Crystal Stroud claims Rees-Jones' firm contaminated her drinking water. John LoomisRees-Jones was raised in University Park, an affluent Dallas suburb where BMWs outnumber pickup trucks. His father was an oil and gas attorney and a member of the prestigious Idlewild Club, his wife the daughter of a regional manager for a pharmaceutical firm. Still, it was his own grit, luck, and cojones that lifted Rees-Jones into the ranks of Texas' superwealthy. After a brief stint as a bankruptcy lawyer, he tried his hand as a wildcatter, or speculative driller. In the mid-'90s he raised close to $200,000 from four investors to tap a Dallas-area gas field, a play that paid off thanks to a technique called horizontal fracking.
Anyone paying attention at the time knew this innovation was key to unlocking West Texas' energy-rich Barnett Shale. "I am not taking anything away from Chief, but I don't think he was a visionary," says Sanford Dvorin, an engineer who has used the method. "To his credit, he was early to the table. Anybody could do it if they had the financing."
By 2003, Chief, named after Rees-Jones' Labrador retriever, was worth $138 million, and Rees-Jones convinced two of his original investors, D. Bobbitt Noel Jr. and Robert B. Allen, to cash out, arguing that the company had exhausted its best finds. In fact, given the latest fracking advances, Chief was sitting on a proverbial gold mine. Months earlier, one of its competitors, XTO Energy, had paid a small fortune for drilling rights in an area where Chief had substantial holdings. "If these numbers are right, you guys are knocking on the door of a billion," a business associate had emailed Rees-Jones. "YEE HA!!!!!!!"
That was an understatement. Within two years, Chief had sold off its Barnett Shale assets for $2.6 billion. Rees-Jones turned around and partnered with Ross Perot Jr., son of the Dallas billionaire and former presidential candidate, to develop a new shale play near Fort Worth, grossing another $1.3 billion. He then jumped headlong into Pennsylvania's booming Marcellus Shale, making Chief one of the state's largest drillers. "He made a gazillion dollars," Dvorin says. "And more power to him!"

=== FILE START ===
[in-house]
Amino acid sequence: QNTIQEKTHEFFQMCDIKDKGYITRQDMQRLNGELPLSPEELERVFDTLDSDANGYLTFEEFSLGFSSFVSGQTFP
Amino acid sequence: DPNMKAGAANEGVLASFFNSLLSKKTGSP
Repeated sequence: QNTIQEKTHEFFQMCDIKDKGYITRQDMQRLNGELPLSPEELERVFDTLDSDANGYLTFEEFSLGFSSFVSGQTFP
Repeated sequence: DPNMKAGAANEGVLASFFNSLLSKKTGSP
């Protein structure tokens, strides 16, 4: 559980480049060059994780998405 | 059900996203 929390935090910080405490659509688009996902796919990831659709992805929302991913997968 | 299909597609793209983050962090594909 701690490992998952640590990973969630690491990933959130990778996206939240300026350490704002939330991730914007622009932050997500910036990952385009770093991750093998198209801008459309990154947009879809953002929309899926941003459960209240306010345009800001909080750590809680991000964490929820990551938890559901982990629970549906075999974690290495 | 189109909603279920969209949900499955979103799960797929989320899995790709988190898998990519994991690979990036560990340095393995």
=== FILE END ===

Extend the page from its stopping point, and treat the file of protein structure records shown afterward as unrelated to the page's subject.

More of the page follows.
The investors who'd sold out weren't happy about being played for suckers. Both ultimately sued Rees-Jones, claiming he'd tricked them into selling their shares for pennies on the dollar. In March, a jury ordered Rees-Jones to fork over $116 million to compensate Noel, who had originally sold for $6.5 million. The Allen case is still pending. "When it comes to business he plays for blood, but once it's five o'clock and he's punched out, that's all over," says an employee of a major Dallas-based oil company who is familiar with Rees-Jones' local reputation. "He views it as a game. These other people, it's their job to do their homework, and if they get screwed, it's their fault."
The grandson of a Presbyterian minister, Rees-Jones wasted little time before pouring some of his hefty profits into philanthropy. In 2006, he and his wife, Janice, set aside $290 million to establish the Rees-Jones Foundation, which they presented as an extension of their Christian values; according to the foundation's literature, its mission "is one of compassion designed to serve God by serving others, sharing his word and resources with those in need." Since 2008, it has given $111 million to more than 200 groups, from Habitat for Humanity to the Dallas Christian Women's Job Corps, doing much to soften Rees-Jones' tough-guy business image.
Rees-Jones' 60th-birthday celebration this past August featured the Eagles, the Blues Brothers, and Heather Locklear.
To get a feel for his good works, I headed to a South Dallas neighborhood of tractor trailers and junkyards, hooking a right just past the concertina wire of a state juvenile facility. A man waved me into a complex of squat brick buildings where I met Jerry Silhan, a former record label guy who runs Youth Village, a rehabilitation program for young offenders. Funding from the Rees-Jones Foundation enabled Youth Village to reestablish an innovative training program that teaches troubled teens to train unwanted dogs. "We've got throwaway dogs and throwaway kids, to kind of oversimplify it," Silhan explained. "And they are working on a lot of the same issues. It's kind of magical."